"Normally, they would send out letters 60 to 90 days before the termination date, but this time they did it earlier," he said. "So far, Anthem has spent a lot more time communicating with their patients than with Premier Healthcare about this. It's fair to let their patients know there is an issue that needs to be resolved by Nov. 1, so they are not blind sided if something can't be worked out, but we have yet to sit down with Anthem and talk about this face-to-face."

Premier Healthcare is a multi-speciality medical group that serves about 100,000 patients at six sites in Bloomington. It has 92 providers, including physicians, nurse practitioners, physician assistants and others.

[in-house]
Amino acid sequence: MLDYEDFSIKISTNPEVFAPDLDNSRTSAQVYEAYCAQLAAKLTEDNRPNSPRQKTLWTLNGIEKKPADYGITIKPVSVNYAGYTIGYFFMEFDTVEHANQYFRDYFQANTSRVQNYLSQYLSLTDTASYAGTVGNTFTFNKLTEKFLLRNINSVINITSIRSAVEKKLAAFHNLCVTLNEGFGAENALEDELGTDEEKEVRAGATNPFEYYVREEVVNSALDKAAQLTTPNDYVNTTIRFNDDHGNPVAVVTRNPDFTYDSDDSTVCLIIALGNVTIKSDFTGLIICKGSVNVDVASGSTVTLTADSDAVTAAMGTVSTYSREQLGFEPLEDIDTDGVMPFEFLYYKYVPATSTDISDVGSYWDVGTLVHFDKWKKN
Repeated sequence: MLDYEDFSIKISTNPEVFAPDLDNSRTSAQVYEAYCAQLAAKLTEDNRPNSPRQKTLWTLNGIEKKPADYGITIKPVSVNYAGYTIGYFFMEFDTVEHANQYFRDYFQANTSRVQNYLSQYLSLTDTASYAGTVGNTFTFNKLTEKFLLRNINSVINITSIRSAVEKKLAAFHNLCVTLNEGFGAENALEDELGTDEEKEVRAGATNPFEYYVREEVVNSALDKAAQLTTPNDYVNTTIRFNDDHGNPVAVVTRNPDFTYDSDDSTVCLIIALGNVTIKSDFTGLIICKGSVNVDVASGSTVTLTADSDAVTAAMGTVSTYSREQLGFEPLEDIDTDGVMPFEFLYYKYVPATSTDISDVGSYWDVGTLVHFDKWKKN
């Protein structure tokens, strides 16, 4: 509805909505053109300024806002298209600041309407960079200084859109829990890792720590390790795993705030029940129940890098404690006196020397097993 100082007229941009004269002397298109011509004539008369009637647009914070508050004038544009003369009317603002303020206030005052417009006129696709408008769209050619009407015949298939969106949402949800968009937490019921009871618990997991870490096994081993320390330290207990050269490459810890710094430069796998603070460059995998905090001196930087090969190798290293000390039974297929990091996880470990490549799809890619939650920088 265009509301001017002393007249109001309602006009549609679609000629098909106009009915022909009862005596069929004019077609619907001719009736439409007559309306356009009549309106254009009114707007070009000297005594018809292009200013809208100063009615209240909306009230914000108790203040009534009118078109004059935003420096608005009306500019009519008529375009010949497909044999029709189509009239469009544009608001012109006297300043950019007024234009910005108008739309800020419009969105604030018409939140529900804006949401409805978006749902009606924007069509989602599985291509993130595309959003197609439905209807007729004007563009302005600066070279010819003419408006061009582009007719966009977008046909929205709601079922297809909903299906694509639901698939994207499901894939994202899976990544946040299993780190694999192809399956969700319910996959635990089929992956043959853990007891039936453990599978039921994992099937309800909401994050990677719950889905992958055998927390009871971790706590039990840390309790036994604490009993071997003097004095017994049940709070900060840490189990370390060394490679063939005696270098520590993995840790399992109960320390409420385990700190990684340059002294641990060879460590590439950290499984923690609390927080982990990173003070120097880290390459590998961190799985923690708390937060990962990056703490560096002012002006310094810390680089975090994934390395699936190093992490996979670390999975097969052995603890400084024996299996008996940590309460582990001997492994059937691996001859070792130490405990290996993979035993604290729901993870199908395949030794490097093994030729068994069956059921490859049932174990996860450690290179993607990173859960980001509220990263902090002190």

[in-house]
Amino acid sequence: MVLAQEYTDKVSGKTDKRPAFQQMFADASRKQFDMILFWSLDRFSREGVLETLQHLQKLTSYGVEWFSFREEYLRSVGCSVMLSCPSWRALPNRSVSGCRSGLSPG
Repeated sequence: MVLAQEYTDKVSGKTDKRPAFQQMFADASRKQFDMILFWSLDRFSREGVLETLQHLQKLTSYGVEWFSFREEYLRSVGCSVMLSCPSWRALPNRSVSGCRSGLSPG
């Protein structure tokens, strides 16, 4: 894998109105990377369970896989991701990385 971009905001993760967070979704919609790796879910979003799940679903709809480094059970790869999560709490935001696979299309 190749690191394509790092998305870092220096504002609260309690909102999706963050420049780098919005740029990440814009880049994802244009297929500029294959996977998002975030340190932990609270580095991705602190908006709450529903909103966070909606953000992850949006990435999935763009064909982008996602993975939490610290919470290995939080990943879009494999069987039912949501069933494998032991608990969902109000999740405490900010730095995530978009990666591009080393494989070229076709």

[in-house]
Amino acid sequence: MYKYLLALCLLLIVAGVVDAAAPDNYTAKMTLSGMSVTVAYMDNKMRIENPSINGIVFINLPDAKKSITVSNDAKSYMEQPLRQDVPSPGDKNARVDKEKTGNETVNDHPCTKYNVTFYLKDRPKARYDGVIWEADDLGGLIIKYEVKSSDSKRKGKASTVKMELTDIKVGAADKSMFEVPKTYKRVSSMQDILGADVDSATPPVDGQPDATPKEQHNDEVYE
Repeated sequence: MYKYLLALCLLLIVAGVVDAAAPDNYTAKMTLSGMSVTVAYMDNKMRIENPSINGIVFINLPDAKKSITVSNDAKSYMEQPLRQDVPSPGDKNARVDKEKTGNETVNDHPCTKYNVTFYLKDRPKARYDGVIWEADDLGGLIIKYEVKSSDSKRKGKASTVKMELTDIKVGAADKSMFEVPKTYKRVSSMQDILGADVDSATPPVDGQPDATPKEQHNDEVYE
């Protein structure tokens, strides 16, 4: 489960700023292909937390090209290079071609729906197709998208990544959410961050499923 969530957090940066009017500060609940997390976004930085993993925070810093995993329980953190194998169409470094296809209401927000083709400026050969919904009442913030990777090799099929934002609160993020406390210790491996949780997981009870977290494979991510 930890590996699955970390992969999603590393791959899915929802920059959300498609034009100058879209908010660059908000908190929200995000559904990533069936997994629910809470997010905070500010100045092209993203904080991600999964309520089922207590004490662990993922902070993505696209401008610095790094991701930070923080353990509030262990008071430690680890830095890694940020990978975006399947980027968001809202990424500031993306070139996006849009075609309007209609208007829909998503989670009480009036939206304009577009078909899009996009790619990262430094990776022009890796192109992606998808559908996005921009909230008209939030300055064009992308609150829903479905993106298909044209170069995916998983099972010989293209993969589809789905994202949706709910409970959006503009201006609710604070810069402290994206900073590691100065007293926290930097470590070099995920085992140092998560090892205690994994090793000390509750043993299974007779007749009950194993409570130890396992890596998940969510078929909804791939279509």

"We felt it was critical that we notify our customers as far in advance as possible of any potential changes in our network," Ratliff said. "Our intention was not to predict the sky was falling, but to keep our customers informed."

Reimbursement rates

Ratliff said Premier Healthcare, in its termination notice, told Anthem what it felt was a reasonable reimbursement rate -- one that meets the average national rate and takes into account the rising cost of such things as supplies, medications, technologies and labor.

"We've had no response from Anthem on our proposal," Ratliff said. "Neither have we received any reimbursement rate proposal from Anthem."

Ratliff said fair reimbursement rates will enable Premier Healthcare to invest in new technologies, staff and infrastructure, and to recruit and retain high-quality physicians.
"When it comes to recruiting new physicians, it's a very competitive market," he said.
Both Felts and Ratliff said Premier Healthcare and Anthem will be meeting to work out an agreement prior to Nov. 1, but they are not discussing details of the issues.